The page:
peter.harlow at thales-transportservices.com
Tue Jun 29 07:57:11 PDT 2004
When it comes to forms and internationalisation, there are a few good
points to watch. From experience:
I am filling in a form on a UK web site. I live in France. How do I fill
in the phone number, and how is it validated? First try - +33 etc. The
non numeric character is thrown out. Second try - not enough digits in
the raw French number. Leave blank - no good, mandatory field.
Dates in Europe are often written 2004-06-29, but not always, but never
the US way.
If that doesn't break the validation, the accented characters in my
And so on. Where does the zip/post code go?
What would you deduce from the lang attribute of this mail??
Most of these problems can be avoided if the form and the validation
code it runs are carefully designed, but frequently the points above are
not considered, and may be quite obscure to a web designer in one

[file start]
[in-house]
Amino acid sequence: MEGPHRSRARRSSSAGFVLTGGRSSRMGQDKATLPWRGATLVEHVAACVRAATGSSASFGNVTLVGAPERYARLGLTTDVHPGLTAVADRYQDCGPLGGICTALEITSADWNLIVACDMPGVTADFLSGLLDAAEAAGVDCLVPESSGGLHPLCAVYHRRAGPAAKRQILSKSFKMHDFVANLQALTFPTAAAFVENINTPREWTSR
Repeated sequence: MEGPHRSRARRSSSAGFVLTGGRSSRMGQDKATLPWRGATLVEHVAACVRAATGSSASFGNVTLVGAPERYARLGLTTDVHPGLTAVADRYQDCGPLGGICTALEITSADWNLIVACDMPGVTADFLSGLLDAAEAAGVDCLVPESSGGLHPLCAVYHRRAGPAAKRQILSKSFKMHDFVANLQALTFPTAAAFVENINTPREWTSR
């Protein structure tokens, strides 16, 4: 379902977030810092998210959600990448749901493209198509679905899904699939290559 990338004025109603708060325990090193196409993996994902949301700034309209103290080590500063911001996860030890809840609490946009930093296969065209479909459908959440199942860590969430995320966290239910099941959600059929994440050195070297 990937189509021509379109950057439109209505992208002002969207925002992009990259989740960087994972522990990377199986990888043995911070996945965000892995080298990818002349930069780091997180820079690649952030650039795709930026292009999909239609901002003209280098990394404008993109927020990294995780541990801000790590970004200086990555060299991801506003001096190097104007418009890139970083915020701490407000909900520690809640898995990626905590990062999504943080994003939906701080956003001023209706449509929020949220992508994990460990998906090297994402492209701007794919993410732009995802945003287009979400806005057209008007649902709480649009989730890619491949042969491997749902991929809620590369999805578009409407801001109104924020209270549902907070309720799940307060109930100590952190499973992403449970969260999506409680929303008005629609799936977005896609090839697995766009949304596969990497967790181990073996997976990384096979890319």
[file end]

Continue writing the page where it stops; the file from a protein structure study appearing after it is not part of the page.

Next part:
culture designing a form that will be used in others. It is a tall
order, but I wonder if a structure can be devised that will assist a
form designer in taking these aspects into account?
Max Romantschuk wrote:
> Gytis Jakutonis wrote:
>> is there any ideas how to handle localization issues in web apps?
> The lang attribute by any chance?
> With better CSS support, attribute selecors and alternative style sheets
> one could probably cook something up.
> I'd still keep to server side or separate pages though.
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